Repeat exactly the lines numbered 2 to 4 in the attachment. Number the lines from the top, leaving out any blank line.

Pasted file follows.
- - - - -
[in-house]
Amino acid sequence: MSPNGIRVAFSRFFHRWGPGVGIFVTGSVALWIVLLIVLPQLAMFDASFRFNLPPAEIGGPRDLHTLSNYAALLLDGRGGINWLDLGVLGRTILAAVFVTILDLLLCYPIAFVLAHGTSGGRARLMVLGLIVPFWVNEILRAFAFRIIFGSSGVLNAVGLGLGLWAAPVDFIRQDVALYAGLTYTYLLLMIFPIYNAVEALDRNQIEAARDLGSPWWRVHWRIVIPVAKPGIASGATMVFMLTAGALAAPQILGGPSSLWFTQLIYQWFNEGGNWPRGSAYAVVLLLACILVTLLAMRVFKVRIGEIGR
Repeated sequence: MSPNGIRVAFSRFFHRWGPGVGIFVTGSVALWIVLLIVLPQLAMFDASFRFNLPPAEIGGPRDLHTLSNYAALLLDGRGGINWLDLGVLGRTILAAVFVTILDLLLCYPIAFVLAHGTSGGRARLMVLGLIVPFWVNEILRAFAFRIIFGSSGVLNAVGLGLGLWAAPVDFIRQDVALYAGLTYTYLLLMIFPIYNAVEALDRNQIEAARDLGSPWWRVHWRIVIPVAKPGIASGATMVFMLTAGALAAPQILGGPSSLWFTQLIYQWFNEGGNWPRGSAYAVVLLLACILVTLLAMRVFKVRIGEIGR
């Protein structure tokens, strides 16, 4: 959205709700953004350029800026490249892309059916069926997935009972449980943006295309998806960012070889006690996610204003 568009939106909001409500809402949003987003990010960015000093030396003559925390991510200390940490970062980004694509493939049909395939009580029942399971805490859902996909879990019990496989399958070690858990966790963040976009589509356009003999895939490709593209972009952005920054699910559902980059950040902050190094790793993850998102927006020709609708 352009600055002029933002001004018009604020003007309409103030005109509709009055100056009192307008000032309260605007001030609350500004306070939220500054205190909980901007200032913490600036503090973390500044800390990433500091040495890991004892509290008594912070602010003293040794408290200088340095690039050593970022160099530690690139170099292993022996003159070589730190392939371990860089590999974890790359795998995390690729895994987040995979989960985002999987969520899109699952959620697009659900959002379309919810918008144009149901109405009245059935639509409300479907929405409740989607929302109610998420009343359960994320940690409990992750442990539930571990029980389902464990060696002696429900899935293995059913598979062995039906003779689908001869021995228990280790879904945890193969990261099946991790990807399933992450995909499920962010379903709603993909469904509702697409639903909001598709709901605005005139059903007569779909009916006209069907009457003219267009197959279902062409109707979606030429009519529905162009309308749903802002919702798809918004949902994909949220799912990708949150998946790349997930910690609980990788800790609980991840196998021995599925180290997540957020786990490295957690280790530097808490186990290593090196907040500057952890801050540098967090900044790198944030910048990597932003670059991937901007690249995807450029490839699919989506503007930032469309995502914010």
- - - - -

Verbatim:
Amino acid sequence: MSPNGIRVAFSRFFHRWGPGVGIFVTGSVALWIVLLIVLPQLAMFDASFRFNLPPAEIGGPRDLHTLSNYAALLLDGRGGINWLDLGVLGRTILAAVFVTILDLLLCYPIAFVLAHGTSGGRARLMVLGLIVPFWVNEILRAFAFRIIFGSSGVLNAVGLGLGLWAAPVDFIRQDVALYAGLTYTYLLLMIFPIYNAVEALDRNQIEAARDLGSPWWRVHWRIVIPVAKPGIASGATMVFMLTAGALAAPQILGGPSSLWFTQLIYQWFNEGGNWPRGSAYAVVLLLACILVTLLAMRVFKVRIGEIGR
Repeated sequence: MSPNGIRVAFSRFFHRWGPGVGIFVTGSVALWIVLLIVLPQLAMFDASFRFNLPPAEIGGPRDLHTLSNYAALLLDGRGGINWLDLGVLGRTILAAVFVTILDLLLCYPIAFVLAHGTSGGRARLMVLGLIVPFWVNEILRAFAFRIIFGSSGVLNAVGLGLGLWAAPVDFIRQDVALYAGLTYTYLLLMIFPIYNAVEALDRNQIEAARDLGSPWWRVHWRIVIPVAKPGIASGATMVFMLTAGALAAPQILGGPSSLWFTQLIYQWFNEGGNWPRGSAYAVVLLLACILVTLLAMRVFKVRIGEIGR
């Protein structure tokens, strides 16, 4: 959205709700953004350029800026490249892309059916069926997935009972449980943006295309998806960012070889006690996610204003 568009939106909001409500809402949003987003990010960015000093030396003559925390991510200390940490970062980004694509493939049909395939009580029942399971805490859902996909879990019990496989399958070690858990966790963040976009589509356009003999895939490709593209972009952005920054699910559902980059950040902050190094790793993850998102927006020709609708 352009600055002029933002001004018009604020003007309409103030005109509709009055100056009192307008000032309260605007001030609350500004306070939220500054205190909980901007200032913490600036503090973390500044800390990433500091040495890991004892509290008594912070602010003293040794408290200088340095690039050593970022160099530690690139170099292993022996003159070589730190392939371990860089590999974890790359795998995390690729895994987040995979989960985002999987969520899109699952959620697009659900959002379309919810918008144009149901109405009245059935639509409300479907929405409740989607929302109610998420009343359960994320940690409990992750442990539930571990029980389902464990060696002696429900899935293995059913598979062995039906003779689908001869021995228990280790879904945890193969990261099946991790990807399933992450995909499920962010379903709603993909469904509702697409639903909001598709709901605005005139059903007569779909009916006209069907009457003219267009197959279902062409109707979606030429009519529905162009309308749903802002919702798809918004949902994909949220799912990708949150998946790349997930910690609980990788800790609980991840196998021995599925180290997540957020786990490295957690280790530097808490186990290593090196907040500057952890801050540098967090900044790198944030910048990597932003670059991937901007690249995807450029490839699919989506503007930032469309995502914010």